Incidentally, that wasn’t the idea behind that episode…that was the genius of the under-rated Star Trek: Enterprise.
Back in medical bay aboard the Discovery, Saru has managed to convince L’Rell to help after her showed her pictures of self-mutilation that Tylervoq was inflicting on himself. Only she herself can undo what’s been done…or something. And this is the only element really that lets this episode down…just as it has always threatened to act like a sea anchor, dragging the series down. Was that a Klingon death ritual scream she let out in the end, when Tyler was seemingly restored? This story arc can’t be resolved that conveniently.
The notion that the Klingons had the technology to create a hybrid might sound ridiculous, until you remember the TOS episode “The Trouble With Tribbles” (season 2, episode 15) where the Klingons had a human-looking spy. So it’s entirely possible the writers considered this an updated variation of that plot.
Stamets has managed to find Dr. Hugh Culber (Wilson Cruz) in this wibbly-wobbly, spore-generated world that he’s been wandering around in, which is lovely. So we’re treated to some warm, tender moments between these two.
While all this has been going on…poor Lorca has been kept in an Agonizer Booth. But, he’s been faking it don’t forget. So, when a particularly pissed off high-ranking member of Emperor Georgiou’s crew relieves the team supervising Lorca’s torture so that he personally can exact some revenge for his sister, or his goldfish…or some such thing, Lorca fakes loss of consciousness and managed to overpower and kill said high-ranking muppet.
Now, like a chain sliding off the edge of a table, gathering speed, the events of this episode suddenly pick up pace.
In a series of lovely scenes shared with Stamets and Culber, the good doctor gives his beloved partner some invaluable advice. He explains how MU Stamets is evil (duh) and he used the mycelial network for his own gains. And “everything, everywhere” is in danger of being destroyed. He also manages to convince his beloved partner to wake from his coma. Except Stamets wakes up onboard the Emperor’s ship, the ISS Charon…and MU Stamets wakes up on Discovery. Uh-oh.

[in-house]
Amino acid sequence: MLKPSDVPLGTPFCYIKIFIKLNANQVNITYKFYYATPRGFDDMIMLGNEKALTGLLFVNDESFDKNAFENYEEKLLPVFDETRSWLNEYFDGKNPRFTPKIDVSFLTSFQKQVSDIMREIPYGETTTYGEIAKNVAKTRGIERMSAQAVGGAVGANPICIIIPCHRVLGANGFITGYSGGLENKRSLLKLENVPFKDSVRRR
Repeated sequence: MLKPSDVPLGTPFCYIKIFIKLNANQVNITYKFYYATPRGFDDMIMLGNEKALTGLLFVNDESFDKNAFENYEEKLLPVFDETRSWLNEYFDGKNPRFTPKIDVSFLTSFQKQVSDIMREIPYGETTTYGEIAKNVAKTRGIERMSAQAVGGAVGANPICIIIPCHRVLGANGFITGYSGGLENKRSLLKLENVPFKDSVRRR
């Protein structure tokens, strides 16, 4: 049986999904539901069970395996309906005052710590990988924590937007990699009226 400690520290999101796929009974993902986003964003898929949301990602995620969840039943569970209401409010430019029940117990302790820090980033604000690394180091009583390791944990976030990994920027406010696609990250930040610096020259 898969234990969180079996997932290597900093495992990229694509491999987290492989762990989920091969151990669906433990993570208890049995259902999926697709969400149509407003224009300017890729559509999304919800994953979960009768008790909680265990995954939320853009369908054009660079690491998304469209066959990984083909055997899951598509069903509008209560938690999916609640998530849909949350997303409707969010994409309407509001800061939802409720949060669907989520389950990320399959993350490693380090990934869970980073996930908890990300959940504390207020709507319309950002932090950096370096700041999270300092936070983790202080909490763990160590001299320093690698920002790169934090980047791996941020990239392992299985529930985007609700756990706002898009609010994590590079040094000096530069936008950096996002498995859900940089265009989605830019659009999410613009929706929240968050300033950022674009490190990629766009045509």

This has actually set up a nice way out for the whole displacement-activated spore hub drive plot line and why it never appears in Star Trek ever again. Let’s not forget Lorca ordered the USS Glenn be destroyed in episode four, “The Butcher’s Knife Cares Not for the Lamb’s Cry” and if the DASH drive was so important, why didn’t he have it towed to the nearest starbase? (This is where the tardigrade came from, don’t forget.)
And now the spores are dying. So, no more DASH drive tech.
The Emperor agrees to spare Burnham’s life in exchange for engineering schematics of the DASH drive. And in the big reveal of this episode, Georgiou tells Burnham what we’ve come to suspect over the last few weeks…Lorca is indeed from the MU. And then like that scene in The Usual Suspects, the clues fall into place. A nice montage of throwaway lines from Captain Lorca from throughout the series so far follows, as Burnham listens, becoming more and more horrified as she puts the pieces together.
Burnham learns that to begin with, Lorca was her adoptive father…then as time passed, they became…er, lovers, which is a little creepy, even for the Mirror Universe. Apparently, he was grooming her to betray the Emperor.
And now Lorca is free.
And fade to black.
And have a tantrum because that’s the end of the episode.
However – and we like to point out that we called it last week – in the trailer for next week’s episode we get to see former Head of Security and Final Five Cylon, Commander Landry (Rekha Sharma), more than likely from the Original Universe, ’cause the gung-ho MU idiot was
hilariously tragically killed by the tardigrade in episode four.
Does this mean that the rest of the crew of the USS Buran is being held prisoner there too..??
Humpbacked people ✗
• Not sure how they’re going to separate Tyler from Voq and keep it believable
• Pity we didn’t get to see the USS Defiant, but here’s hoping for next week
• Maybe get a reference to Empress Sato from Enterprise at some point?
Humpbacked whales ✓
• Some great throwbacks to the TOS, like the medical bay alert
• The eating Kelpian thing was a delicious touch
• Thankfully the Emperor knew all about the United Federation of Planets